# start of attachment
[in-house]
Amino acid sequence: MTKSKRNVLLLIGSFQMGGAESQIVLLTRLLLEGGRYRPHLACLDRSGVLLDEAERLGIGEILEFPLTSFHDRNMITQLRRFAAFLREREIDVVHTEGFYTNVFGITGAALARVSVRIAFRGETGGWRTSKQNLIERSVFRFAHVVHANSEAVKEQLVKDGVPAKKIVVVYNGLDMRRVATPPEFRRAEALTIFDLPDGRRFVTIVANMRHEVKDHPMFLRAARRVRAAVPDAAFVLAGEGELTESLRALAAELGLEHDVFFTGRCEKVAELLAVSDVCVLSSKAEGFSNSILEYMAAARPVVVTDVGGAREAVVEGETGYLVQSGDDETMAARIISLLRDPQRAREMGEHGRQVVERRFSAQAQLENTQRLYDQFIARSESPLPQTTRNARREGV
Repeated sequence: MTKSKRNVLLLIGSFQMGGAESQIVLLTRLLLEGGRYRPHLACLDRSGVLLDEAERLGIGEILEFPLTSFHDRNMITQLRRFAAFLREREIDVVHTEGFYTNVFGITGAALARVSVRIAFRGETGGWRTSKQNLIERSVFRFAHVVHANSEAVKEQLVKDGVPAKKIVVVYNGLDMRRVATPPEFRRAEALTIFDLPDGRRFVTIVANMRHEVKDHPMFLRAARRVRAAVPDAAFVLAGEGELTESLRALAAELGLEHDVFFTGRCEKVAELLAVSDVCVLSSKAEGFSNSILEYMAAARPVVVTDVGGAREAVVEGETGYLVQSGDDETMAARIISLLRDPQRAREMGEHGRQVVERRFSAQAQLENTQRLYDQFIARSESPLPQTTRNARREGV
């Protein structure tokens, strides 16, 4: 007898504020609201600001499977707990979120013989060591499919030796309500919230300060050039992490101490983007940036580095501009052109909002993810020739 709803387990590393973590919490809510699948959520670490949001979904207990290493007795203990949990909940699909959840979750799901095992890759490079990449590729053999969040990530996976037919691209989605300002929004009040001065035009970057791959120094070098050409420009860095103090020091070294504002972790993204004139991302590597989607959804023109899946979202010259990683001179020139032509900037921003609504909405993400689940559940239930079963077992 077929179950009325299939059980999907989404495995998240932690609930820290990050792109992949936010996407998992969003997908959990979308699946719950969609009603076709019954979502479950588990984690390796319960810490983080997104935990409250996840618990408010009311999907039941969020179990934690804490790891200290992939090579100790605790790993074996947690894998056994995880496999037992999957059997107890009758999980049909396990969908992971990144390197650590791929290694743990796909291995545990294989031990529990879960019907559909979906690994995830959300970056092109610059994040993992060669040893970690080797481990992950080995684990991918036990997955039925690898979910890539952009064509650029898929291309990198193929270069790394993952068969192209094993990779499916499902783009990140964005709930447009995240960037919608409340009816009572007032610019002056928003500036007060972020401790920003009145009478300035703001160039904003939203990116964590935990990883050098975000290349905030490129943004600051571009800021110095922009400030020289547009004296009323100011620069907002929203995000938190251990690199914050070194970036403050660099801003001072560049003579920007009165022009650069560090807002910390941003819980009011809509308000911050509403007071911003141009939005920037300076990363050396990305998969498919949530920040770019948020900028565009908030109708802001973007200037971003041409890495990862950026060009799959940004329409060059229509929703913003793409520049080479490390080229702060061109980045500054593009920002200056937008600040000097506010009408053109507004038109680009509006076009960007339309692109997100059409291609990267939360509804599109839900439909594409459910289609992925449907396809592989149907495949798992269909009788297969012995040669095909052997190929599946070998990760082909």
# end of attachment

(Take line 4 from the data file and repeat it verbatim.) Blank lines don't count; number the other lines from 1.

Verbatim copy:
């Protein structure tokens, strides 16, 4: 007898504020609201600001499977707990979120013989060591499919030796309500919230300060050039992490101490983007940036580095501009052109909002993810020739 709803387990590393973590919490809510699948959520670490949001979904207990290493007795203990949990909940699909959840979750799901095992890759490079990449590729053999969040990530996976037919691209989605300002929004009040001065035009970057791959120094070098050409420009860095103090020091070294504002972790993204004139991302590597989607959804023109899946979202010259990683001179020139032509900037921003609504909405993400689940559940239930079963077992 077929179950009325299939059980999907989404495995998240932690609930820290990050792109992949936010996407998992969003997908959990979308699946719950969609009603076709019954979502479950588990984690390796319960810490983080997104935990409250996840618990408010009311999907039941969020179990934690804490790891200290992939090579100790605790790993074996947690894998056994995880496999037992999957059997107890009758999980049909396990969908992971990144390197650590791929290694743990796909291995545990294989031990529990879960019907559909979906690994995830959300970056092109610059994040993992060669040893970690080797481990992950080995684990991918036990997955039925690898979910890539952009064509650029898929291309990198193929270069790394993952068969192209094993990779499916499902783009990140964005709930447009995240960037919608409340009816009572007032610019002056928003500036007060972020401790920003009145009478300035703001160039904003939203990116964590935990990883050098975000290349905030490129943004600051571009800021110095922009400030020289547009004296009323100011620069907002929203995000938190251990690199914050070194970036403050660099801003001072560049003579920007009165022009650069560090807002910390941003819980009011809509308000911050509403007071911003141009939005920037300076990363050396990305998969498919949530920040770019948020900028565009908030109708802001973007200037971003041409890495990862950026060009799959940004329409060059229509929703913003793409520049080479490390080229702060061109980045500054593009920002200056937008600040000097506010009408053109507004038109680009509006076009960007339309692109997100059409291609990267939360509804599109839900439909594409459910289609992925449907396809592989149907495949798992269909009788297969012995040669095909052997190929599946070998990760082909």